Bears don’t climb hen houses, Kremlin tells US
Moscow responded to Jen Psaki’s remark that likened Russia to a fox
Washington and Moscow have engaged in a long-distance debate over which animal represents Russia best, with the Kremlin opting for the traditional bear rather than a fox suggested by the White House.
The battle of animalistic national symbolism was started by President Joe Biden’s spokeswoman Jen Psaki during her daily press briefing on Tuesday. Commenting on US claims that Russia could attack Ukraine at any moment, she cast doubt on Moscow’s assurances to the contrary and its insistence that NATO posed a threat to Russia’s national security.
“When the fox is screaming from the top of the henhouse that he’s scared of the chickens, which is essentially what they’re doing, that fear isn’t reported as a statement of fact,” she said. “And as you watch President [Vladimir] Putin screaming about the fear of Ukraine and the Ukrainians, that should not be reported as a statement of fact.”
It was not clear which statements by the Russian leader she was referring to. Putin mentioned Ukraine this week when he described a possible scenario in which Kiev is admitted into NATO and then launches a military attack to capture Crimea from Moscow, thus starting a war between Russia and the US-led military bloc.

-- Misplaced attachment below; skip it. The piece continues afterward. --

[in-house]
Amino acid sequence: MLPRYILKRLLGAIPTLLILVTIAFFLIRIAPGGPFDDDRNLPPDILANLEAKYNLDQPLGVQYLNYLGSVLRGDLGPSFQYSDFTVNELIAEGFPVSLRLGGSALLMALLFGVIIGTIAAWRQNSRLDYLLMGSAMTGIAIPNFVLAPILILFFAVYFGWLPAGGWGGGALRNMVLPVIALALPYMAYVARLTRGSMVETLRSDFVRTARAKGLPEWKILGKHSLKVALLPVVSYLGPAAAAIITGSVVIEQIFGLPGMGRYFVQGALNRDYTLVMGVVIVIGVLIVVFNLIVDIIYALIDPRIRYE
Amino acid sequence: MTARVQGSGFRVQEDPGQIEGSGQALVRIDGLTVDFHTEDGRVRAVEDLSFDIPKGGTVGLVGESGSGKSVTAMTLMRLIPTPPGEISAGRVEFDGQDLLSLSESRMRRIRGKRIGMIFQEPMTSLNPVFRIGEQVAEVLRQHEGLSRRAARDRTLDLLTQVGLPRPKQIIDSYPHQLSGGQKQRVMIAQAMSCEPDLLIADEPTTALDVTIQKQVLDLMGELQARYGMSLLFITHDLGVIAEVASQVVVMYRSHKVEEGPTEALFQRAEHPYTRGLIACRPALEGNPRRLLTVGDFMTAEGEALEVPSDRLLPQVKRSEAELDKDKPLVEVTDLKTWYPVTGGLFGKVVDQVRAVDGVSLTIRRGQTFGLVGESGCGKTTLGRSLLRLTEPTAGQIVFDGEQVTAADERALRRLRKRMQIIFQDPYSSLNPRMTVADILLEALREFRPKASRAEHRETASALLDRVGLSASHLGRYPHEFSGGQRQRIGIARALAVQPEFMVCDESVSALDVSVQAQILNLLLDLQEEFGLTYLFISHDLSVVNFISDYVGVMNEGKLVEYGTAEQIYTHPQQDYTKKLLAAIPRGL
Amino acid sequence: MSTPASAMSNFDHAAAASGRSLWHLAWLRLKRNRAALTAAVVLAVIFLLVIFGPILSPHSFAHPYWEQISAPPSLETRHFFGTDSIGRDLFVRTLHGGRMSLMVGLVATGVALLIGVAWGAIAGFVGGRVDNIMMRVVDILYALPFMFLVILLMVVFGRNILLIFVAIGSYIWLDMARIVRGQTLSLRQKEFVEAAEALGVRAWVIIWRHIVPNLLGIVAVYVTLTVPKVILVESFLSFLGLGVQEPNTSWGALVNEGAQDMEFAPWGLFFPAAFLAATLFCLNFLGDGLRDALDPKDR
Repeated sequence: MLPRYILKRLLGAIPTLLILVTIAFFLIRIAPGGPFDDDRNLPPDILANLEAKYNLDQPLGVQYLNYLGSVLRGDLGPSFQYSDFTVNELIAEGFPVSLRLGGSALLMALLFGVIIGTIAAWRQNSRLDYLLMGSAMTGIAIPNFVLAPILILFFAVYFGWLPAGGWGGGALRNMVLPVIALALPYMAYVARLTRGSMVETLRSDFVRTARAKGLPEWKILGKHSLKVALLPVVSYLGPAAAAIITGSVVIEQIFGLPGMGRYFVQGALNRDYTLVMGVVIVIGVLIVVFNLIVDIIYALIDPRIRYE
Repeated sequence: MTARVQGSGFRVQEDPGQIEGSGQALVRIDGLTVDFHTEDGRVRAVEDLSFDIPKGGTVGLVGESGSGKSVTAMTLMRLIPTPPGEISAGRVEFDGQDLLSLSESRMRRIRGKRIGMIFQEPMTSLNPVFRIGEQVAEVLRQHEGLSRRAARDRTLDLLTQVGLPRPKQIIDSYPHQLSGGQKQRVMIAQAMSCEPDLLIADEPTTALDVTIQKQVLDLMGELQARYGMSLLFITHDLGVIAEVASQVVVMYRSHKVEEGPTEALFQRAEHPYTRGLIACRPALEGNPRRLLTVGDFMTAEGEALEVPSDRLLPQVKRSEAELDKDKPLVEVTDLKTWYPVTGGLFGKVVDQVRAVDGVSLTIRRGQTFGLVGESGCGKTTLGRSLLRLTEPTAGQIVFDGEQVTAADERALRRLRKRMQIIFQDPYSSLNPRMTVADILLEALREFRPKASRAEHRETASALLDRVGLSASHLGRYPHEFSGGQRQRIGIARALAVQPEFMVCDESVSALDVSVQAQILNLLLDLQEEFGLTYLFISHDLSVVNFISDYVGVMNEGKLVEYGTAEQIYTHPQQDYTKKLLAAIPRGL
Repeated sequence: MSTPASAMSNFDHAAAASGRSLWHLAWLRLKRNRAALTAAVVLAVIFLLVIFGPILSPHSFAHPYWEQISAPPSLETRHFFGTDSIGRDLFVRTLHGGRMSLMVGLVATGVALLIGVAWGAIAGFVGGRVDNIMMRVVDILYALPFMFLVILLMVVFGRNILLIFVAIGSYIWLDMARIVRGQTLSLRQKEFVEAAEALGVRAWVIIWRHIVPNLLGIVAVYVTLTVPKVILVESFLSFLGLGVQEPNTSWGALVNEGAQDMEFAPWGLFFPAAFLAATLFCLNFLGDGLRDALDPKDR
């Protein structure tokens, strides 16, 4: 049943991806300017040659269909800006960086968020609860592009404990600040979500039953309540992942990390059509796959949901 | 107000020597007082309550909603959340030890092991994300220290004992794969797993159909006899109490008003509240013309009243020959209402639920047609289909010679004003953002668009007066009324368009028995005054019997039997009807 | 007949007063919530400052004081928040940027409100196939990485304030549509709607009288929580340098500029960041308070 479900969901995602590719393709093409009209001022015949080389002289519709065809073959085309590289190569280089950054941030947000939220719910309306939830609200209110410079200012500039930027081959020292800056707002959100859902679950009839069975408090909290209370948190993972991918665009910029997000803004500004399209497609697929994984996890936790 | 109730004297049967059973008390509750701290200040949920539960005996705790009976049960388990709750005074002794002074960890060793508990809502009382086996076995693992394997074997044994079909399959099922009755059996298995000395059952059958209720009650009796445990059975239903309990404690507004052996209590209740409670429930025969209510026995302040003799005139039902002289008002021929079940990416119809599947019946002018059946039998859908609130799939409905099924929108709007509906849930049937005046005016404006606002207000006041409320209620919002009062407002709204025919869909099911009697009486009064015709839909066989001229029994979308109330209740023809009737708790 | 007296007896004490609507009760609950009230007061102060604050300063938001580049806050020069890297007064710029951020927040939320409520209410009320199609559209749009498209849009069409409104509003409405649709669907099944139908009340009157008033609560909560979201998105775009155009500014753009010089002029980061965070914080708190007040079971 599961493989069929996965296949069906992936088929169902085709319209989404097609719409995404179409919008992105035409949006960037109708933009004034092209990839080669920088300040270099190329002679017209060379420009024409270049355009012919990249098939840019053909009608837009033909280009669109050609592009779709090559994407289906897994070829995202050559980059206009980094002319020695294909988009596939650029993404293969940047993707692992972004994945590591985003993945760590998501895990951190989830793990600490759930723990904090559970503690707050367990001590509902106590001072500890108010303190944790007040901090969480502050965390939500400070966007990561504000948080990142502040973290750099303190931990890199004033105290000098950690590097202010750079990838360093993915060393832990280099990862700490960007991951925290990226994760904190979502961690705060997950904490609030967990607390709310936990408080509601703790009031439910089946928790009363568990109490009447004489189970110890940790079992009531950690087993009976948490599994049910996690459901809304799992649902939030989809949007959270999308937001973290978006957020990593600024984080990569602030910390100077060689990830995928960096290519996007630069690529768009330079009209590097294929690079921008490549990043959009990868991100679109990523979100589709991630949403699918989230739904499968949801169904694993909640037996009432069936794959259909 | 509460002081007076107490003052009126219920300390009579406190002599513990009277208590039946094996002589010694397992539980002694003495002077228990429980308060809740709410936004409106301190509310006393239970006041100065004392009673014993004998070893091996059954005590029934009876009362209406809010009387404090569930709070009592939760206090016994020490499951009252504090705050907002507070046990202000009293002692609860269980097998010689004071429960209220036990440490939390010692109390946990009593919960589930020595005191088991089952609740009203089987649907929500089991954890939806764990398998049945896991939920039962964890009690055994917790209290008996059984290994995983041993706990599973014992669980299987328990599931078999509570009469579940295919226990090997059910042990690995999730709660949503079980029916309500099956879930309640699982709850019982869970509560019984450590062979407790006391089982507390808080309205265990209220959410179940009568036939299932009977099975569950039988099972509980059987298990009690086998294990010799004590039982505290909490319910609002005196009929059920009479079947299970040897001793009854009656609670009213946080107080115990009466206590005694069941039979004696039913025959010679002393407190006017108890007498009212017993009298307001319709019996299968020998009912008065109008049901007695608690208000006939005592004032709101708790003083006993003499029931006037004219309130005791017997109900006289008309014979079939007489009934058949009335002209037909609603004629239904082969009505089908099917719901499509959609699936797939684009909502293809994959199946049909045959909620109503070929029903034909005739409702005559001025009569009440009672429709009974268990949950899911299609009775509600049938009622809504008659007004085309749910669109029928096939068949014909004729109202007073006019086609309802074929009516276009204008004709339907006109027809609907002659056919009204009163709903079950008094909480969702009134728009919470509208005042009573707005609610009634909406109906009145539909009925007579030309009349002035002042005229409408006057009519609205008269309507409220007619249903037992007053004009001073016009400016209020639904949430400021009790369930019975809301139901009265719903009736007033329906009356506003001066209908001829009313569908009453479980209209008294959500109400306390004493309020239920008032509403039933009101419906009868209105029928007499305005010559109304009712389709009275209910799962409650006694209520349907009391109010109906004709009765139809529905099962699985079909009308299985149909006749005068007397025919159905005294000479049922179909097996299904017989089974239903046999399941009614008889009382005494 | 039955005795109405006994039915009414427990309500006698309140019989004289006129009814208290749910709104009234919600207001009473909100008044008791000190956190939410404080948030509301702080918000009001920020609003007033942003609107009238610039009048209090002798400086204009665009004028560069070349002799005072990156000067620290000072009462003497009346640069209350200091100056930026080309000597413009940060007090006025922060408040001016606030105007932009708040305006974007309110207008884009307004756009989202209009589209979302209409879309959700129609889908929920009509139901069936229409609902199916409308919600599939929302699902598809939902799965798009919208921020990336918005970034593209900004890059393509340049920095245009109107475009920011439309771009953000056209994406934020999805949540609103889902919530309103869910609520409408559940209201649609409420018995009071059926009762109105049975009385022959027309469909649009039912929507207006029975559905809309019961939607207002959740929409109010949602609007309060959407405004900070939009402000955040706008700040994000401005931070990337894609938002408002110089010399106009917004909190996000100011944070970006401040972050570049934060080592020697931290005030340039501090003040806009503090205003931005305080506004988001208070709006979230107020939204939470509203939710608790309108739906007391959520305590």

When asked about the fox remark on Wednesday, her Kremlin counterpart Dmitry Peskov said being poetic was not part of his job description.
“Well, Russia is traditionally compared to a bear. And he wouldn’t be able to climb a hen house, even if he wanted to. He is too big and heavy to do that,” he added.
Accusations that Russia is preparing for a military invasion of Ukraine have been voiced by Western governments and media for several months now. The supposedly imminent threat is perceived as overhyped by Kiev, while Moscow says it is non-existent.
Amid the tension, Russia said it will no longer tolerate the expansion of the NATO presence in Europe, including in countries that are not formally members of the organization, like Ukraine.
Moscow demanded written guarantees that Ukraine and Georgia would never be admitted to NATO and other security guarantees. Washington and NATO rejected the demands, but said they were ready to discuss other ways to defuse the situation.